Ordinary language is all right.
One could divide humanity into two classes:
those who master a metaphor, and those who hold by a formula.
Those with a bent for both are too few, they do not comprise a class.
I took the train, it was good, it was empty.
The heavy weight of many a weary day / Not mine, and such as were not made for me.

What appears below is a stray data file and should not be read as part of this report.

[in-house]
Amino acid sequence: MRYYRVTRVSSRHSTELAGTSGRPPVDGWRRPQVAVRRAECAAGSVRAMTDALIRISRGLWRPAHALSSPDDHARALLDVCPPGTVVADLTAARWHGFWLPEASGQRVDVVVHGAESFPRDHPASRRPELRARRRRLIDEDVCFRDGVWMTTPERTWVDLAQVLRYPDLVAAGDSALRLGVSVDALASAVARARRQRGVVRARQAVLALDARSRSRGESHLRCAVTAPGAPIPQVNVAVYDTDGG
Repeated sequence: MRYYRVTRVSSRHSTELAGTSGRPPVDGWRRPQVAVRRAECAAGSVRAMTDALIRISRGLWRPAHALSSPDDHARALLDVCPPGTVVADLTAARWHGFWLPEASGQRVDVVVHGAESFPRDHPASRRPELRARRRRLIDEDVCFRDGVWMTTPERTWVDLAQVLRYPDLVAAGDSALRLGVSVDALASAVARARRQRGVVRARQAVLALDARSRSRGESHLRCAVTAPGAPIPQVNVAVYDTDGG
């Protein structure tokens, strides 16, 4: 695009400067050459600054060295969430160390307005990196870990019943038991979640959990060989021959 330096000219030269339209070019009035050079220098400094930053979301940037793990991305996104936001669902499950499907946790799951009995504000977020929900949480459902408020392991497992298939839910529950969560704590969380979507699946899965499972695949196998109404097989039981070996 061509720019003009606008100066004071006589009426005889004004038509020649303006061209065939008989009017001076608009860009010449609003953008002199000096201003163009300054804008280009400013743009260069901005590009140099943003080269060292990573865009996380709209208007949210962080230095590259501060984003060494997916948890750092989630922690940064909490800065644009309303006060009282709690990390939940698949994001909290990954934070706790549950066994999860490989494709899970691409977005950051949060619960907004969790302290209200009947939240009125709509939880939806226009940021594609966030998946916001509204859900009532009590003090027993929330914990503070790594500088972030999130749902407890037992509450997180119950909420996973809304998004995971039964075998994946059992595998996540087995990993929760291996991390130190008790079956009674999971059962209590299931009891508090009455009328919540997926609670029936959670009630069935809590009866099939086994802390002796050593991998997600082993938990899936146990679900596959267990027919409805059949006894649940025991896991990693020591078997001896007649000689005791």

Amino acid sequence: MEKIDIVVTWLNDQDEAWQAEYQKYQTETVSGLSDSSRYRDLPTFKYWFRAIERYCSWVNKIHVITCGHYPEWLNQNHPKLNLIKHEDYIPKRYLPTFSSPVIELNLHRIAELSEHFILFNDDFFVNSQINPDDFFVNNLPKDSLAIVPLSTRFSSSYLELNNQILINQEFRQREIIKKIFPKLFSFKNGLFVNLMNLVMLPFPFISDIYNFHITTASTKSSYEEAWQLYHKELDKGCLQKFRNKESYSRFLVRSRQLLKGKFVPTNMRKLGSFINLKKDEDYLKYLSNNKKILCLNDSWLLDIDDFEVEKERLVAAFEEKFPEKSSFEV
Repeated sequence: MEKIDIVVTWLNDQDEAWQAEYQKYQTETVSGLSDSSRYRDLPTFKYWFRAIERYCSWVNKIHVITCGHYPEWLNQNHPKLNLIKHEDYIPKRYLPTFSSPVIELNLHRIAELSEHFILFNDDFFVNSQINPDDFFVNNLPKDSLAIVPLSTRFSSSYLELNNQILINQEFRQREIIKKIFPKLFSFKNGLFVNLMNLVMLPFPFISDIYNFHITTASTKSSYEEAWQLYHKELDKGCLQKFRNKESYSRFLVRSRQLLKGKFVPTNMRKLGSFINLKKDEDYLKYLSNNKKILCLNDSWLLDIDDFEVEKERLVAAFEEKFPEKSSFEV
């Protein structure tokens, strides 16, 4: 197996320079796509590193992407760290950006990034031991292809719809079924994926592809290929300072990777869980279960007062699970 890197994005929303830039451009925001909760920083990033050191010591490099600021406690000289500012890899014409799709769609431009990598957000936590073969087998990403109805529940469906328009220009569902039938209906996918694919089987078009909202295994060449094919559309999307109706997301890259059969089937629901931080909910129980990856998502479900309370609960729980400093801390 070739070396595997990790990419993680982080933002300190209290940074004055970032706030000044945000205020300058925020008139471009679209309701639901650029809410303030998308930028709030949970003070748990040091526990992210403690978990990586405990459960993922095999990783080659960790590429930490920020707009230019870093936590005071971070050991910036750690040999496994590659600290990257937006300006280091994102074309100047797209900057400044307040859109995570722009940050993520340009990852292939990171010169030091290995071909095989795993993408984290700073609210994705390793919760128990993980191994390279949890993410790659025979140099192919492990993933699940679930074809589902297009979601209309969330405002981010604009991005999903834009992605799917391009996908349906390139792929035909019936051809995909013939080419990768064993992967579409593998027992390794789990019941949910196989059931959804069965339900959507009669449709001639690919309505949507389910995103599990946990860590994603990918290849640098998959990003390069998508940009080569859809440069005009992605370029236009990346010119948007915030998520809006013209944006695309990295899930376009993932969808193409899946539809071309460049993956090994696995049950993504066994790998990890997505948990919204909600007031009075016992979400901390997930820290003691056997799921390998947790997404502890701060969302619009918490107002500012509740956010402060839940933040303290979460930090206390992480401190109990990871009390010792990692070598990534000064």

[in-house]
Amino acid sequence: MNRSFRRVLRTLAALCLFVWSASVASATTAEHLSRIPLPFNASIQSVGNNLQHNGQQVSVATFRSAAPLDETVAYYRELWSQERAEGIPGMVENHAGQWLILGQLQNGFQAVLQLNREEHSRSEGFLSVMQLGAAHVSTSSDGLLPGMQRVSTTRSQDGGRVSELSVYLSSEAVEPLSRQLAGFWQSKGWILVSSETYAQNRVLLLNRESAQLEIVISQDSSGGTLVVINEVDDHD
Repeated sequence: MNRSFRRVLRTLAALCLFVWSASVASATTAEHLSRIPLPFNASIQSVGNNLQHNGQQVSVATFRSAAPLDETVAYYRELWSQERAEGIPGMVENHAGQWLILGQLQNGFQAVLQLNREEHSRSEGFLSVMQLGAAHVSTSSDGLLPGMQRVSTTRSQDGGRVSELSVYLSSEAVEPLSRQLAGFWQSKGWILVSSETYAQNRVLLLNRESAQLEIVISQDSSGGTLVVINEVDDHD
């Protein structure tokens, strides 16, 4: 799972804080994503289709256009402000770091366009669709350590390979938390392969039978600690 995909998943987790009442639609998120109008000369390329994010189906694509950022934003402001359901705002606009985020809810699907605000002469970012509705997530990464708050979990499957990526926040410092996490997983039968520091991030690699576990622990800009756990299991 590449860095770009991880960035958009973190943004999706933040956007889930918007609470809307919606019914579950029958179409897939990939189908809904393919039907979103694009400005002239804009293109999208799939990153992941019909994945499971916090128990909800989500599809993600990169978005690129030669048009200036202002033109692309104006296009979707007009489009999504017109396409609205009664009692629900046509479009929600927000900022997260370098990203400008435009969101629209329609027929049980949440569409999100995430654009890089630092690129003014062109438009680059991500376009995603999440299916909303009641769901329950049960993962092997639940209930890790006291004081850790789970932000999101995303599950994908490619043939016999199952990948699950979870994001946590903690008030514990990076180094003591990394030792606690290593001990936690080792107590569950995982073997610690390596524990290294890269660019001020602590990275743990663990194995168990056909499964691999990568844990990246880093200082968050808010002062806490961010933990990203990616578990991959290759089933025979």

And again: 'One may almost doubt if the wisest man'—say, Socrates—'has learned any thing of absolute value by living' (i, 10), meaning: if he has, it is not by living, but by, say, dying, or preparing to. But the practical, know-howsy flavor of Thoreau's comments in these paragraphs (the example, styled proverbially: knowing enough 'to fetch fresh fuel to keep the fire a-going') alludes to problems of survival, uncertain subsistence, preparation and provision, or as he'll style it later, 'getting a living'. So, to philosophize is to learn not to die?